Let’s just get everything out in the open — they had me at Charlie Hunnam. Transparency here.
Guy Ritchie brings his witty comedy and fast-action style of directing to “King Arthur: Legend of the Sword.”
Hunnam stars as Arthur, the beleaguered son of Eric Bana’s King Uther Pendragon, who after a torturous death of his parents as a young boy — is raised in the village brothel, never knowing of his true origins. Jude Law, expertly cast as the evil uncle Vortigern takes over the throne upon his brother’s demise.
We get a fast-forwarded glimpse into Arthur’s life through his adolescence into adulthood where he’s learned some tricky ways to live, along with his band of brothers. Meanwhile, in Vortigern’s kingdom, the water recedes where Excalibur is stuck in the stone, which we learn reveals the fact that the born king is alive and well.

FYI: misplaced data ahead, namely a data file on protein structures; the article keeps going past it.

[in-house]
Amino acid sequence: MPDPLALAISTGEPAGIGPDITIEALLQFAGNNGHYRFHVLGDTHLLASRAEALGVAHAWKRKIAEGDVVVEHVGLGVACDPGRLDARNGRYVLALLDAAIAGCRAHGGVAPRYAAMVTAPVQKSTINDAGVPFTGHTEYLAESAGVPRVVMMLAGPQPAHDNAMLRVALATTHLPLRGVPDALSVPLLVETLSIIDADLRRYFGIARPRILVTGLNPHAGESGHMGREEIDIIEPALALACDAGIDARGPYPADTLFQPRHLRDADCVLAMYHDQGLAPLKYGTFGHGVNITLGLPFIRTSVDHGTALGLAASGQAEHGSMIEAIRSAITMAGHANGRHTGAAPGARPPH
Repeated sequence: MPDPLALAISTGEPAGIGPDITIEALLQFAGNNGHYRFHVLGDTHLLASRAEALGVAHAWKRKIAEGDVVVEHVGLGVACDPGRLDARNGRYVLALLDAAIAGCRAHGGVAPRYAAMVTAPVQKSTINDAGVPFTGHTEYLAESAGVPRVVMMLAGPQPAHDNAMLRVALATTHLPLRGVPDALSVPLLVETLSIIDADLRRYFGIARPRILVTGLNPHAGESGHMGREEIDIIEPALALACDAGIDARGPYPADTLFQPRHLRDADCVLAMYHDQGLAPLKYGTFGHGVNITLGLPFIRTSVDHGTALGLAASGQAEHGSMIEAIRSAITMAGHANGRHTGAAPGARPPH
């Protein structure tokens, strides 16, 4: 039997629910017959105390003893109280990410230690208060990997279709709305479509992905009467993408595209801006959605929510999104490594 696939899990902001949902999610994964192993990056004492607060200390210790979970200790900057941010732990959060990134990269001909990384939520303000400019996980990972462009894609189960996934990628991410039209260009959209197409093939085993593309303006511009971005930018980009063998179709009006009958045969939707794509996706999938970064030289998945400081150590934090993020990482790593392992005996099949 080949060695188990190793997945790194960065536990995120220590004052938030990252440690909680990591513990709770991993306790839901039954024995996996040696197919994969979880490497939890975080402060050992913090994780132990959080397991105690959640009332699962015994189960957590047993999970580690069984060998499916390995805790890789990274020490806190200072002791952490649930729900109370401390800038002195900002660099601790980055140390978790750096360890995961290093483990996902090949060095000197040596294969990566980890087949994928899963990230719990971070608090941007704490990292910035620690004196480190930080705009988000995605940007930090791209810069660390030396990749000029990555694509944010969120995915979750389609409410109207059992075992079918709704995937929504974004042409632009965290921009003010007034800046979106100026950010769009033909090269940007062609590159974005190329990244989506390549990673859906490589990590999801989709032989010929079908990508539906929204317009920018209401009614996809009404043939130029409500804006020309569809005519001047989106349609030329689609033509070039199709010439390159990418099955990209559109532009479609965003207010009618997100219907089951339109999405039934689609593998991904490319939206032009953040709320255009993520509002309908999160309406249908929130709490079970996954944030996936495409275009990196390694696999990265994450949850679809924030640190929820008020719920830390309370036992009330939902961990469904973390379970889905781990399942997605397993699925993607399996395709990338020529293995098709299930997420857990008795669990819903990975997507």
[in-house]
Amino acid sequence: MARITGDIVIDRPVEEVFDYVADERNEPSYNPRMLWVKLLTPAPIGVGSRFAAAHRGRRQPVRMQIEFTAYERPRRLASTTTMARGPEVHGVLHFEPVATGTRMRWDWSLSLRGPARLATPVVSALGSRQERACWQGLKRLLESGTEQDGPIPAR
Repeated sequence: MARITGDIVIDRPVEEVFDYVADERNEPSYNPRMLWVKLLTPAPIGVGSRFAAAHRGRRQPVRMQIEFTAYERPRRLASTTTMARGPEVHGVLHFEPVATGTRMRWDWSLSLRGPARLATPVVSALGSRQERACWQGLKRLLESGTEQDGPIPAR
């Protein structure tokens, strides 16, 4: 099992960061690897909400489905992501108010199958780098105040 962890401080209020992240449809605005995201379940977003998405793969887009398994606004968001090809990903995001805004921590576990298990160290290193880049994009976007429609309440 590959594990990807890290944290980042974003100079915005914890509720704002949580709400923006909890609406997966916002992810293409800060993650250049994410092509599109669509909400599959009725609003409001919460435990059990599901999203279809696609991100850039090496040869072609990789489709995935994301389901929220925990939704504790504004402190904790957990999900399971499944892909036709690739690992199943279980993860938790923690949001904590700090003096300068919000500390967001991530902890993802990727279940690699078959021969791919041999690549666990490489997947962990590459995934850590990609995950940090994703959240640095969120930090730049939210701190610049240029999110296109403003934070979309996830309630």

So sets the tone of the film with Vortigern using his henchmen, the Black Legs, to round up men in the village, who would be about the age of the born king, to try their hand at pulling the sword from the stone. And when they fail, they’re branded. SPOILER ALERT: Arthur is caught by the Black Legs and revealed to not have a brand, which means he’s never been tested. And from there, its nonstop action as Arthur learns the truth about his past and faces the decision of what he must do next.
Watching this film in 3D made the action scenes dynamic and proved to be a good tool for when Ritchie had the sweeping landscape shots of the kingdom. These were my favorite parts showcasing the scenery because the lush greenery was just magnificent.
I hadn’t seen a Guy Ritchie movie in a minute and wasn’t expecting the influx of the comedy that’s permeated throughout the film. If you’re a purist, this may disarm you, but for me, it worked. Mostly because I felt the delivery by Hunnam was spot on. And thought it fit the personality of Ritchie’s version of Arthur. One could say having been brought up in a brothel and literally fighting his way through life, the presence of the comedy was a natural coping mechanism.
And if you’re looking for a great example of this style of comedic quips, see Ritchie’s versions of Sherlock Holmes.
Also, watch out for cameos by David Beckham and even Ritchie himself because, why not?